First published 21 May 2010
Times of doubt
A while ago I wrote to encourage those who are worried that they don’t have strong enough faith. I was, to be honest, concerned that my previous reflections may be overly dogmatic, and end up discouraging those who read and say, “I still don’t get it!” I don’t want to give the impression that I have everything sewn up, and that having everything “sewn up” and solidly grounded is part of the character of saving faith. I want my public reflections to be encouraging and not discouraging.
So I pointed out that nothing can be absolutely crystal clear to us in this life, both because of our finiteness and because of our sinful nature. I showed the examples of those we sometime see as the great men of faith in the Bible, who quite often went through times of doubt and fear. I pointed out that salvation comes through believing in Jesus Christ, in having faith, not a certain amount of faith. And I held out the Bible as God’s means to lead us into greater knowledge and certainty about the hope that we have, to enable us to grow in faith.
I hope that was helpful, and pray that these reflections will be an encouragement to grow through studying deeply in the Word of God, relying on the Holy Spirit to open our eyes to see ever more clearly the wonder and glory of Jesus Christ.
But it also made me think about some of the times of doubt I’ve had in my own life, and the way that I have been brought back from the brink of unbelief. I admit that when I talk about “the brink of unbelief” that’s a little over-dramatic. By God’s grace, I have never even temporarily given up my faith in the Lord Jesus Christ. But that doesn’t mean I have not had times when I have seriously questioned what I believe, and have times when I simply do not know the answers.
Sometimes I have come across difficult passages in the Bible that I can’t make sense out of, and seem inconsistent with other teachings. And I have thought to myself, “What if this isn’t true? What if this undermines everything? What if my faith is misplaced?”
Sometimes I have envied the prosperity and “freedom” of those who do not follow God. Like the psalmist, “I envied the arrogant when I saw the prosperity of the wicked. They have no struggles; their bodies are healthy and strong. They are free from the burdens common to man; they are not plagued by human ills… always carefree, they increase their wealth. Surely in vain have I kept my heart pure.” (Psalm 73:3-13) Freedom to be promiscuous, freedom to get pleasure out of life and get what I want without caring about anyone else – surely that would be easier sometimes. Am I restricting my own progress and enjoyment in life because of something that I simply accept from an old book?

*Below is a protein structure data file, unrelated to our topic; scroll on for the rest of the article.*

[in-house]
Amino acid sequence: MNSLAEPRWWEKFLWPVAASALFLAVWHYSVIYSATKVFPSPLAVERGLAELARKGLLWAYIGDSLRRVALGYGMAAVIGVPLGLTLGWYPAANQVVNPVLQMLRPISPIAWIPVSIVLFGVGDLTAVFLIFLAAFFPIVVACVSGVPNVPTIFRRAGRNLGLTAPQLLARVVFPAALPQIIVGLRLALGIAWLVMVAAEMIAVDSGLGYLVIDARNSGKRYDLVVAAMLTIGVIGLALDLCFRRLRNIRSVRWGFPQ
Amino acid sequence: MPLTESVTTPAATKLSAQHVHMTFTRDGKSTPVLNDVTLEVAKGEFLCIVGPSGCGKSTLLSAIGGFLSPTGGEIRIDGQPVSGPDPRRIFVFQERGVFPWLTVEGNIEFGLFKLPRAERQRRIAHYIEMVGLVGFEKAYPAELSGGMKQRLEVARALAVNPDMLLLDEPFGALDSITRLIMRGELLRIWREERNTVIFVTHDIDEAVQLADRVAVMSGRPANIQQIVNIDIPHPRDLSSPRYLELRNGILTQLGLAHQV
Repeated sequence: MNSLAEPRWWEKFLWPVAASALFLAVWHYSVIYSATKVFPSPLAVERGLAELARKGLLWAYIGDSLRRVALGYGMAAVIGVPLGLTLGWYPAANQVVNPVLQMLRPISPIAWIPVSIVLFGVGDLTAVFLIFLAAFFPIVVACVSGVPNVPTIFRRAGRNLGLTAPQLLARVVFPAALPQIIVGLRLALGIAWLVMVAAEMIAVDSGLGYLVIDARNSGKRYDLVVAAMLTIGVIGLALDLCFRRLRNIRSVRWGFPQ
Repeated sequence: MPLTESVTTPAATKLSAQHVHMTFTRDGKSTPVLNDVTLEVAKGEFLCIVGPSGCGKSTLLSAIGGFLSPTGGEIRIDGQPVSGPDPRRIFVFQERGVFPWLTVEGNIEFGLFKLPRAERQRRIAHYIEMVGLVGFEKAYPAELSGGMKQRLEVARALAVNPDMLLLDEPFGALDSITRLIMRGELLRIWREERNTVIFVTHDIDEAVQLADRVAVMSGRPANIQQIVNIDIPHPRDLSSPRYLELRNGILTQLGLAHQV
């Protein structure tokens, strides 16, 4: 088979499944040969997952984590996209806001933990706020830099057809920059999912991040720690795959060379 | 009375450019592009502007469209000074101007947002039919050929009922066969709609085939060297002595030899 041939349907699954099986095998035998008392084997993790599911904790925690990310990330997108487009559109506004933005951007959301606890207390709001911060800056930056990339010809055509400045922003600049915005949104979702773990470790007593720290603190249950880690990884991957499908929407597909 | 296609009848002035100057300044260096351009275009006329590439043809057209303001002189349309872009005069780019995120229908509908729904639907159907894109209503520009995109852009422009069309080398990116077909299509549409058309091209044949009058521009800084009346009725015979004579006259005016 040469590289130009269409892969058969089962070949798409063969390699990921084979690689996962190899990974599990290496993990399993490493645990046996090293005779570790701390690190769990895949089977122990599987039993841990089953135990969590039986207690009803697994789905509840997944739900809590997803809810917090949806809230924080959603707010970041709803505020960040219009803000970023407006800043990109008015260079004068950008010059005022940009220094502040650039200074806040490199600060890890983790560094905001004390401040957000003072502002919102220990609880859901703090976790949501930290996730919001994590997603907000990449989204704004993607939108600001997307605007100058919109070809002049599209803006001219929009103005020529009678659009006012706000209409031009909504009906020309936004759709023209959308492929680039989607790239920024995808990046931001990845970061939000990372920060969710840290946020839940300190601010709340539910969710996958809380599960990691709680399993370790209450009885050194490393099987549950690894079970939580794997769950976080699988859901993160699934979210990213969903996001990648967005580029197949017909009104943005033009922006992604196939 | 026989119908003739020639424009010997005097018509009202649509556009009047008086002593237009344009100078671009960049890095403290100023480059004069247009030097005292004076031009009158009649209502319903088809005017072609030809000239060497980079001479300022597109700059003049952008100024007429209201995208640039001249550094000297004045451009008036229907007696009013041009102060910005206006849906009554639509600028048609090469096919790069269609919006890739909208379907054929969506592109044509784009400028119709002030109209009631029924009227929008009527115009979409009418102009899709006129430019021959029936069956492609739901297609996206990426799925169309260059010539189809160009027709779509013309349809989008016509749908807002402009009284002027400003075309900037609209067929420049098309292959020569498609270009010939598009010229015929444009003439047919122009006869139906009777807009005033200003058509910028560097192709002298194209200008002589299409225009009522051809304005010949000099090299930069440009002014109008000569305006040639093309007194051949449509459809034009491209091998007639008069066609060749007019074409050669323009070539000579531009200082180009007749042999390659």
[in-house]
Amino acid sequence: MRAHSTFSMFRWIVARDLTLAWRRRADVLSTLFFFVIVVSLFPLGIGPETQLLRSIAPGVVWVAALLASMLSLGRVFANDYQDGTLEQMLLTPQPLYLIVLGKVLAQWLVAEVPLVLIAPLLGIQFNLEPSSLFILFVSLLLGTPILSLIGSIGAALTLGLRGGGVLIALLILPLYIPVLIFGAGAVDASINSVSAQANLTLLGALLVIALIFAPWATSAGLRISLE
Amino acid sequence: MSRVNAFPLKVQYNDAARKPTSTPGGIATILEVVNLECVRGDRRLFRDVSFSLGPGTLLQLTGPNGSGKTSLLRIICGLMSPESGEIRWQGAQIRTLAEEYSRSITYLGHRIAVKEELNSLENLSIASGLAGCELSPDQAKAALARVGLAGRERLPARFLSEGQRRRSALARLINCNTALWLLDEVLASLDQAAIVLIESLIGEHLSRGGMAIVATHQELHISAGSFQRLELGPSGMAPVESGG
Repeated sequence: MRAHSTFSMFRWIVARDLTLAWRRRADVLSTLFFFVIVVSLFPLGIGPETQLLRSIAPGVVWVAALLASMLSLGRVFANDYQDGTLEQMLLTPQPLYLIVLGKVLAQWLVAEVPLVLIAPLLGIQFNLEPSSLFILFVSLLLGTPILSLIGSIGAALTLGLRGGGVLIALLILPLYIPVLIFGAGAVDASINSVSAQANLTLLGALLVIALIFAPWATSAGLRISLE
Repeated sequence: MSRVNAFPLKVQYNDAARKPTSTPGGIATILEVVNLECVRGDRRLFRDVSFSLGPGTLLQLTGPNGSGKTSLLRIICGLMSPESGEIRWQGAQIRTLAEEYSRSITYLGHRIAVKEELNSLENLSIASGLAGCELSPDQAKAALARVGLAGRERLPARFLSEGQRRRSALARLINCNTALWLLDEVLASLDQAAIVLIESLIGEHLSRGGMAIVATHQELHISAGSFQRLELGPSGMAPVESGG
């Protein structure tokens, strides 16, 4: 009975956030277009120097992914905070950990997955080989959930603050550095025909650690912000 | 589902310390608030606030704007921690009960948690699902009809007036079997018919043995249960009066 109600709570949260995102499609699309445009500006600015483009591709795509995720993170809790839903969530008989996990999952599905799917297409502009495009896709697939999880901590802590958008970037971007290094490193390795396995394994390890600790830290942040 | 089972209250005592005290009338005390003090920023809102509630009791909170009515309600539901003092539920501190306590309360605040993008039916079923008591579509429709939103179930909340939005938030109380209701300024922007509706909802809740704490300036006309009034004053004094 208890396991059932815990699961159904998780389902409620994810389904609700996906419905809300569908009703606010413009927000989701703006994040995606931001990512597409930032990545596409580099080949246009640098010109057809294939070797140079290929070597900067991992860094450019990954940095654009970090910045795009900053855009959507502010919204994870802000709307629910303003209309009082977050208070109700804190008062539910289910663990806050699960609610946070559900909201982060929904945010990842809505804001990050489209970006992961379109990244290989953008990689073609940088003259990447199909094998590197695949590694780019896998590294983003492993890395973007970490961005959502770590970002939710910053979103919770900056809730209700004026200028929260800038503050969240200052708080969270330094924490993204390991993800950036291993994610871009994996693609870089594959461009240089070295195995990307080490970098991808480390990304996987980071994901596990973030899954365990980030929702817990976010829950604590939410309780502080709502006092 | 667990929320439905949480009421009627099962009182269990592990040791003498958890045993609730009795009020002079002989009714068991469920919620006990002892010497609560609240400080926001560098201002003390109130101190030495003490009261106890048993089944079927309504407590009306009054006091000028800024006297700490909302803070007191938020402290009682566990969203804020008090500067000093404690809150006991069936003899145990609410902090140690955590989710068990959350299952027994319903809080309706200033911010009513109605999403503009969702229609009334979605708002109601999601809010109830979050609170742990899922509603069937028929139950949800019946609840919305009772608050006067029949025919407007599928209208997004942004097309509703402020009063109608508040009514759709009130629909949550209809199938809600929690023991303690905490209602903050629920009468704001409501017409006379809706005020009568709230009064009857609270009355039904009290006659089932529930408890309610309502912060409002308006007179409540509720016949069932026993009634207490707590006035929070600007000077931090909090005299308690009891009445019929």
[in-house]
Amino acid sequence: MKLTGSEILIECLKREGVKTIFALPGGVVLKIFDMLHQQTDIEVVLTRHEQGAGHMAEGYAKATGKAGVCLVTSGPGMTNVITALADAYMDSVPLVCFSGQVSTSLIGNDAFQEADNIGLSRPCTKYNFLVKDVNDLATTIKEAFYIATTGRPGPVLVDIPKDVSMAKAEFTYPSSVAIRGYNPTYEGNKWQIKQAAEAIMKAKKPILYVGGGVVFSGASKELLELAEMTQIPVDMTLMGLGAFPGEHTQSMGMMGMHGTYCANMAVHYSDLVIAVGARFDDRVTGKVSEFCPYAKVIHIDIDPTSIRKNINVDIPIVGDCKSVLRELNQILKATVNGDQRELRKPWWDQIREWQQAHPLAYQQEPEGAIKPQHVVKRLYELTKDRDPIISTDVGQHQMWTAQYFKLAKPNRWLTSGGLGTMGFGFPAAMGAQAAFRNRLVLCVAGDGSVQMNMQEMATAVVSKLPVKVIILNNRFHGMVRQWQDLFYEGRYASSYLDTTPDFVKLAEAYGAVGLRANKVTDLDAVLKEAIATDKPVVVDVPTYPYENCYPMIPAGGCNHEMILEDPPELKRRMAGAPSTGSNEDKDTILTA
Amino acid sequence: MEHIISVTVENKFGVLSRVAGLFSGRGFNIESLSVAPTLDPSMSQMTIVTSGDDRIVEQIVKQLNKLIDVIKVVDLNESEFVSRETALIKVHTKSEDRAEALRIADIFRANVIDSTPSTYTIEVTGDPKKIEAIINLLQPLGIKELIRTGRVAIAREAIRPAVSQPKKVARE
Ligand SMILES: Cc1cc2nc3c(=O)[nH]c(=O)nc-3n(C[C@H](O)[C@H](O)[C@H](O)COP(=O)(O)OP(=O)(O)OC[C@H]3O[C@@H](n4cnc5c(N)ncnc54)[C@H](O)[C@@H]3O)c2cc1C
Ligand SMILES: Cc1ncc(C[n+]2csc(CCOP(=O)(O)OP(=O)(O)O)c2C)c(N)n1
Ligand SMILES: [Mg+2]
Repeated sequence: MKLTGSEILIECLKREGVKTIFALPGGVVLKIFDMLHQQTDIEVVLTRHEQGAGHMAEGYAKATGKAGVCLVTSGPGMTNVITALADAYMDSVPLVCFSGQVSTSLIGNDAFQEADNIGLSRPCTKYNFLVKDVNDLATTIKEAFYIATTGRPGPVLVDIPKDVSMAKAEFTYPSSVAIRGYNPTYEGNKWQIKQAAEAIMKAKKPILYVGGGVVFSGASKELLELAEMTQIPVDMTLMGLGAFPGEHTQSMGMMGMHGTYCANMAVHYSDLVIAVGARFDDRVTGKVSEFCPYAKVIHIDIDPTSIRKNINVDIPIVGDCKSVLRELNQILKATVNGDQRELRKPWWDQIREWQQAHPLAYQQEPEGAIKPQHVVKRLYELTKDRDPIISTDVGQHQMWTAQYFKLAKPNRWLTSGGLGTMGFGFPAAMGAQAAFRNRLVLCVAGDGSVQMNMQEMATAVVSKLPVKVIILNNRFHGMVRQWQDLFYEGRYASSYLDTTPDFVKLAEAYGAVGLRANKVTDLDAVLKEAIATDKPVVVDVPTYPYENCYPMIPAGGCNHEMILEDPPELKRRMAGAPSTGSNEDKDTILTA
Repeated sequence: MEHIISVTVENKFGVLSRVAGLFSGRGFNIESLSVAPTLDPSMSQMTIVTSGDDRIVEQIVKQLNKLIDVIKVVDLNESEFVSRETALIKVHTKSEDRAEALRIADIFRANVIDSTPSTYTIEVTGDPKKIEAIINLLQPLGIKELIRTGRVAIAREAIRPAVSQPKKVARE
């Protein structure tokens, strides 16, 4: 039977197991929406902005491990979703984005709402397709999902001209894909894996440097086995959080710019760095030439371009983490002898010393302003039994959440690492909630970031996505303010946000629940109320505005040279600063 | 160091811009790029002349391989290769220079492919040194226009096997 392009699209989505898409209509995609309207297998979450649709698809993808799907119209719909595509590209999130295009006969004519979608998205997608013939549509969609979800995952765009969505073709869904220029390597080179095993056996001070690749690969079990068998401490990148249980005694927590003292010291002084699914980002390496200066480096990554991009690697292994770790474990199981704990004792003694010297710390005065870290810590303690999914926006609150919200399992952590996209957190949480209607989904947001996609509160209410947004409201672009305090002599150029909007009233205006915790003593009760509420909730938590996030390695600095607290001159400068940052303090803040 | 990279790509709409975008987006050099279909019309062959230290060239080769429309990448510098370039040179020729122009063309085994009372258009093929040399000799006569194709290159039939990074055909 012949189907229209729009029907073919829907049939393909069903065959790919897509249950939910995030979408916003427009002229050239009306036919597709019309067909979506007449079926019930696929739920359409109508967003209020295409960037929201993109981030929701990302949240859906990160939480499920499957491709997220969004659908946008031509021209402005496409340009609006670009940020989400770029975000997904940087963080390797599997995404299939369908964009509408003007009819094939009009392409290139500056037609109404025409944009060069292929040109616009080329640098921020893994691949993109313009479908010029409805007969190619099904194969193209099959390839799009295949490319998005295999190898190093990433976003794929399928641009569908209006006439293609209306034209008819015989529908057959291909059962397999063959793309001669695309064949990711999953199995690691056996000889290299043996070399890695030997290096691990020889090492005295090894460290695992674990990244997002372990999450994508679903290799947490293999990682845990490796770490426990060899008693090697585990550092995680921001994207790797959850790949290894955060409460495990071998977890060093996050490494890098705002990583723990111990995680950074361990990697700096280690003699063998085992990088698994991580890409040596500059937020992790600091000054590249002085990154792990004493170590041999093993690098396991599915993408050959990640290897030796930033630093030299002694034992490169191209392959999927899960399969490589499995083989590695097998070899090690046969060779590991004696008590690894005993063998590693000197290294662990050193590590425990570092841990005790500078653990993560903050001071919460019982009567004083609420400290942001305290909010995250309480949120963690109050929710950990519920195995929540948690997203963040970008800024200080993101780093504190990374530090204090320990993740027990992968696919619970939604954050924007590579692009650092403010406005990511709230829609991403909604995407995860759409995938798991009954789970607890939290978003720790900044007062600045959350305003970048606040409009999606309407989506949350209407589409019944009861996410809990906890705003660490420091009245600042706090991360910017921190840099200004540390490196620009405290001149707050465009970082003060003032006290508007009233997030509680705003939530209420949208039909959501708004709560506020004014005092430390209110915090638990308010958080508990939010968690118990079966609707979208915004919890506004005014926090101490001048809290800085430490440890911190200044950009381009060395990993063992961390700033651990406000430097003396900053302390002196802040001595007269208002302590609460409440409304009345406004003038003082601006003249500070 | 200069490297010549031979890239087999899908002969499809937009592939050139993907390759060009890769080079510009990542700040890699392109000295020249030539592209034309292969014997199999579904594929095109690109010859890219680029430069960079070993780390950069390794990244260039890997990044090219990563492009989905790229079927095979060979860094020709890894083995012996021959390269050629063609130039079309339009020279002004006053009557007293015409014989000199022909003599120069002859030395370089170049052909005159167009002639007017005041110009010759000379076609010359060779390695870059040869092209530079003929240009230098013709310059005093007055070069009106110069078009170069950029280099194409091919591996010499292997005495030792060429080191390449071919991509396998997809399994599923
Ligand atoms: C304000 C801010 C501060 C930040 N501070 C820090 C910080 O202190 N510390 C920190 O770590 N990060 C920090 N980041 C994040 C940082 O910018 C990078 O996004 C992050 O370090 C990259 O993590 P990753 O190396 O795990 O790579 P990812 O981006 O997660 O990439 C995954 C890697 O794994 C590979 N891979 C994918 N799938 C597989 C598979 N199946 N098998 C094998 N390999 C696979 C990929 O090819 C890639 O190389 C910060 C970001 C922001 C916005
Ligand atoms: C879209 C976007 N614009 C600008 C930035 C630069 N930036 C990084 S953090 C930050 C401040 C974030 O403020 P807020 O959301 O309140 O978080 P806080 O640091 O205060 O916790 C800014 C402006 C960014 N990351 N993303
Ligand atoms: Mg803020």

Some unbelieving friends may have told me not to be so hard on myself at those times, though they never got the chance because I have always kept these thoughts to myself. You see, many unbelievers admire faith in other people. They see noble qualities, selflessness, love and giving, grounded in a kind of hope and certainty that they simply don’t have. They wish they could have that, but they accept that they don’t. They would think it a shame for someone to give up such a faith, because they want to believe that it is possible.
I may have mentioned elsewhere how I was intrigued by the film, The Invention of Lying, written by and starring Ricky Gervais. It’s what I would call a double philosophical satire. It mocks Christianity, because it wants to make out that God is just a concept made up by people who really want to believe there is something more than emptiness in life. But it also mocks anti-Christian philosophy, because it wants to point out that faith brings about great things and great feelings. The worst position in the world, it implies, is to know for sure that God is a fantasy and yet have to get by in life.
But I just don’t get that. For me, either life is something or it isn’t. Truth is truth, and I can’t change it. If God exists and Jesus is the Saviour of the world then I have to accept that as true. If it’s not true, then I must live consistently with that alternative. There is no point living my life as if God exists, and that I can have the hope of eternal life through the death and resurrection of Christ, if it’s not true. Paul said the same thing too. He said, “If only for this life we have hope in Christ, we are to be pitied more than all men.” (1 Corinthians 15:19) There is nothing noble or praiseworthy about faith in something that is not true. Like the dying man in the desert who staggers on towards the mirage on the horizon, we would be pitiable, not pious.
What are the alternatives?
But what has brought me “back from the brink” time and time again is the emptiness of the alternatives. And this was brought home to me again while listening to John Piper preach on John 6:68 (you can find a transcript of the sermon, and the audio and video, at http://tinyurl.com/2vpvhak).